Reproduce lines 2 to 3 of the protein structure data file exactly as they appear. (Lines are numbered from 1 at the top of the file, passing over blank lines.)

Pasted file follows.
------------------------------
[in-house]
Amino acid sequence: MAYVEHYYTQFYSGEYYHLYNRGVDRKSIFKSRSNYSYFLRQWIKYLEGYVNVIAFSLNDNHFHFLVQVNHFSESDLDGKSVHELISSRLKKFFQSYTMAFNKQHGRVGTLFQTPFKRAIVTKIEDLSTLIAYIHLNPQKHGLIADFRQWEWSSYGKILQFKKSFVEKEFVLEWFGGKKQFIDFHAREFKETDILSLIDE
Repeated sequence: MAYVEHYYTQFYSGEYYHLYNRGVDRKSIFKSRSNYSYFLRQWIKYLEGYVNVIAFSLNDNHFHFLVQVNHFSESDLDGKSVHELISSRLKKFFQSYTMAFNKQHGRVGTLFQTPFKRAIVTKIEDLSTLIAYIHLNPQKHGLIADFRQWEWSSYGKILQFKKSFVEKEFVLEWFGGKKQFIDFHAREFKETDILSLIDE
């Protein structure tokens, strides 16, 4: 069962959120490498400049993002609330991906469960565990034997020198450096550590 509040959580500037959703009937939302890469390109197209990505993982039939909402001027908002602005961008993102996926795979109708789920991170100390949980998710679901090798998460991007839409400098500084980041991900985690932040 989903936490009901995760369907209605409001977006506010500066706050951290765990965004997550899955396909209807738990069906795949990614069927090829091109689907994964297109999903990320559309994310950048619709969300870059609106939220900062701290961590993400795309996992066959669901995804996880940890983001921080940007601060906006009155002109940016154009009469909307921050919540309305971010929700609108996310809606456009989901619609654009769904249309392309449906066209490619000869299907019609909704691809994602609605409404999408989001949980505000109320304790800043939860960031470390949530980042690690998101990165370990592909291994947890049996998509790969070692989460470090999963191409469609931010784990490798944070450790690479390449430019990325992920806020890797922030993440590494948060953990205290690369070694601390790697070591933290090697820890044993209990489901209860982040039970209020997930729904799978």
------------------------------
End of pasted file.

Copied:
Amino acid sequence: MAYVEHYYTQFYSGEYYHLYNRGVDRKSIFKSRSNYSYFLRQWIKYLEGYVNVIAFSLNDNHFHFLVQVNHFSESDLDGKSVHELISSRLKKFFQSYTMAFNKQHGRVGTLFQTPFKRAIVTKIEDLSTLIAYIHLNPQKHGLIADFRQWEWSSYGKILQFKKSFVEKEFVLEWFGGKKQFIDFHAREFKETDILSLIDE
Repeated sequence: MAYVEHYYTQFYSGEYYHLYNRGVDRKSIFKSRSNYSYFLRQWIKYLEGYVNVIAFSLNDNHFHFLVQVNHFSESDLDGKSVHELISSRLKKFFQSYTMAFNKQHGRVGTLFQTPFKRAIVTKIEDLSTLIAYIHLNPQKHGLIADFRQWEWSSYGKILQFKKSFVEKEFVLEWFGGKKQFIDFHAREFKETDILSLIDE